By Jessica Wray
As union workers flooded the Statehouse on Wednesday, the line for the
entrance spilled down the front steps.
Workers were there to attend the Senate committee meeting hearing on Senate Bill 333, which would eliminate project labor agreements.
Project labor agreements are collective bargaining agreements that require all employees and workers on government-funded projects, whether union or non-union, to establish set terms and conditions.
Tom O'Donnell, executive director of Quality Connection, an electrical union cooperative group, said that a project labor agreement "makes one big agreement for a job, which standardizes your starting times, overtime" and other job specifics.
"It makes no sense at all to pass this bill, when that's ... the standard way they've done business for the past 25 years, on the major projects in the city of Indianapolis, and the state for that matter," O'Donnell said.
"And it's like, when they do this kind of thing, all that does is invite inferior labor to come in and do jobs. You know what I'm talking about there – pay somebody little or nothing to come in without being highly skilled."
Union worker Jim Crabb was one of many waiting to enter the Statehouse to oppose the bill.
"It would raise the cost of projects," Crabb said. "PLA guarantees that it will be done on time, usually under budget. We just want them to know that we are concerned, and that we'll come out in forces. This early in the year, it's not going to stop here."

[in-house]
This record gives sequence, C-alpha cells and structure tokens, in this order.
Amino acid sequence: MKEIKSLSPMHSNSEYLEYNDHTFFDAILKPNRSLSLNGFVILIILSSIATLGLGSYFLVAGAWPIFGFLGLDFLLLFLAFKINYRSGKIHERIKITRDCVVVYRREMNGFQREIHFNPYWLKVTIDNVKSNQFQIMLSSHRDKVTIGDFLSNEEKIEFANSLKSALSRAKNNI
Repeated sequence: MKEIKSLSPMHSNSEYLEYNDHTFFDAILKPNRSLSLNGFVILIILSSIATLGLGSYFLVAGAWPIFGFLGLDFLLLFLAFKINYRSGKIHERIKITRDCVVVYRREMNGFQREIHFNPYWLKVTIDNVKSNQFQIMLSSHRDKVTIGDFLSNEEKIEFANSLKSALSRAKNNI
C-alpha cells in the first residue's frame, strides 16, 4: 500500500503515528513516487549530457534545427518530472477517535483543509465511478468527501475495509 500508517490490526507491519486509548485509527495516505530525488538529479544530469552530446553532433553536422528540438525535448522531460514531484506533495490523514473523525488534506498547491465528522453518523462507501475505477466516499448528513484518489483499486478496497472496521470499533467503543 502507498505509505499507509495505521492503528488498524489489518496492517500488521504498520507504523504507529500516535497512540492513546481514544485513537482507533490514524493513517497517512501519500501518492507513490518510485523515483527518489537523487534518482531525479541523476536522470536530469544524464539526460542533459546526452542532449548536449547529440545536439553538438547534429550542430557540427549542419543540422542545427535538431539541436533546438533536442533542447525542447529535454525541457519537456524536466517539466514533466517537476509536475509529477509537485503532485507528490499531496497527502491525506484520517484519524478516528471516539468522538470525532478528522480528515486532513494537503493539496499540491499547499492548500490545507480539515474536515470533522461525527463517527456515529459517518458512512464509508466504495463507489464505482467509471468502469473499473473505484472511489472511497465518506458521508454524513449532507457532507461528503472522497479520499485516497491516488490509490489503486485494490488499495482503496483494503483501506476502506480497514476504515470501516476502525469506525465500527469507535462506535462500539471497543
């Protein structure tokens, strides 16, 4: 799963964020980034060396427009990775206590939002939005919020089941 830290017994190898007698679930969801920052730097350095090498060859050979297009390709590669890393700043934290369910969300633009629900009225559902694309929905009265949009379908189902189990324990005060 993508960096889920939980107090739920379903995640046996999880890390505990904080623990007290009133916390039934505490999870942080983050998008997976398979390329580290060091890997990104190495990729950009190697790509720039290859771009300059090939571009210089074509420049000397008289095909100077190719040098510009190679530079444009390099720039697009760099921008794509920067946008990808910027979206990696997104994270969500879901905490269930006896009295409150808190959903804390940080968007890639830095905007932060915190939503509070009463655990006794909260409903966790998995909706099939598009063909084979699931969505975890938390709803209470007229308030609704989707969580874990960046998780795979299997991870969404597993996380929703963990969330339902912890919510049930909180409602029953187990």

Sen. Greg Walker, R-Columbus, sponsored the bill and said that he feels research is inconclusive to whether or not project labor agreements guarantees quality and efficiencies. He also said that he believes there are skilled and trained workers outside of unions.
"The research is indeterminate," Walker said. "I have read a great deal that does not have me convinced that the taxpayer is going to get the lowest cost projects with a PLA in place, but I also recognize the economic reality that you get what you pay for. Price is not the only decision and is not the only factor."
The above is one of an ongoing series of daily reports from the Indiana Statehouse by students at the Franklin College Pulliam School of Journalism.